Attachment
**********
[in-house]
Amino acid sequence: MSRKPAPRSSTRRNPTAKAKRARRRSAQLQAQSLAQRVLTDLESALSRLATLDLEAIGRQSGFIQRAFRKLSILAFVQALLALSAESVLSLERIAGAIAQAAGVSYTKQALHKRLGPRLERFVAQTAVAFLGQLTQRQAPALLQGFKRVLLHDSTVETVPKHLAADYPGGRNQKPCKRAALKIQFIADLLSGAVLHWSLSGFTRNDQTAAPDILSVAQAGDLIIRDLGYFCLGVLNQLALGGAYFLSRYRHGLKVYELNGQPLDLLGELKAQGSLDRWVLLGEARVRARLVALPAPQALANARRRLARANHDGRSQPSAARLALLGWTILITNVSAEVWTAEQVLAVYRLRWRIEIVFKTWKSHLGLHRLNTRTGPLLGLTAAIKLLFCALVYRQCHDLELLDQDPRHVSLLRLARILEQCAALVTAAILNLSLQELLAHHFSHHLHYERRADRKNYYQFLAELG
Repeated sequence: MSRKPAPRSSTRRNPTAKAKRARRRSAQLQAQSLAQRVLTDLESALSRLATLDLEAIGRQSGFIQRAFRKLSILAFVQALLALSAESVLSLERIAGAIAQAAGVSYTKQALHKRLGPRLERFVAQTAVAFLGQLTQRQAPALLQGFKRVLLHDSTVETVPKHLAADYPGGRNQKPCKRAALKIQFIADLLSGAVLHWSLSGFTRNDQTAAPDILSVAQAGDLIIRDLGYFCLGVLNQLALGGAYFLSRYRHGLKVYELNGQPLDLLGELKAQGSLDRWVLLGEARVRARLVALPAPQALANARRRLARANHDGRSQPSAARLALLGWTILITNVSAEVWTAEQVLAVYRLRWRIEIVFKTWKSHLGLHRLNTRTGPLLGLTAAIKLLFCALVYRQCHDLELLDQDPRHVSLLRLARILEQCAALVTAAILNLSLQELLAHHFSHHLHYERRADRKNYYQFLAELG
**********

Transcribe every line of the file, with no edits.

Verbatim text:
[in-house]
Amino acid sequence: MSRKPAPRSSTRRNPTAKAKRARRRSAQLQAQSLAQRVLTDLESALSRLATLDLEAIGRQSGFIQRAFRKLSILAFVQALLALSAESVLSLERIAGAIAQAAGVSYTKQALHKRLGPRLERFVAQTAVAFLGQLTQRQAPALLQGFKRVLLHDSTVETVPKHLAADYPGGRNQKPCKRAALKIQFIADLLSGAVLHWSLSGFTRNDQTAAPDILSVAQAGDLIIRDLGYFCLGVLNQLALGGAYFLSRYRHGLKVYELNGQPLDLLGELKAQGSLDRWVLLGEARVRARLVALPAPQALANARRRLARANHDGRSQPSAARLALLGWTILITNVSAEVWTAEQVLAVYRLRWRIEIVFKTWKSHLGLHRLNTRTGPLLGLTAAIKLLFCALVYRQCHDLELLDQDPRHVSLLRLARILEQCAALVTAAILNLSLQELLAHHFSHHLHYERRADRKNYYQFLAELG
Repeated sequence: MSRKPAPRSSTRRNPTAKAKRARRRSAQLQAQSLAQRVLTDLESALSRLATLDLEAIGRQSGFIQRAFRKLSILAFVQALLALSAESVLSLERIAGAIAQAAGVSYTKQALHKRLGPRLERFVAQTAVAFLGQLTQRQAPALLQGFKRVLLHDSTVETVPKHLAADYPGGRNQKPCKRAALKIQFIADLLSGAVLHWSLSGFTRNDQTAAPDILSVAQAGDLIIRDLGYFCLGVLNQLALGGAYFLSRYRHGLKVYELNGQPLDLLGELKAQGSLDRWVLLGEARVRARLVALPAPQALANARRRLARANHDGRSQPSAARLALLGWTILITNVSAEVWTAEQVLAVYRLRWRIEIVFKTWKSHLGLHRLNTRTGPLLGLTAAIKLLFCALVYRQCHDLELLDQDPRHVSLLRLARILEQCAALVTAAILNLSLQELLAHHFSHHLHYERRADRKNYYQFLAELG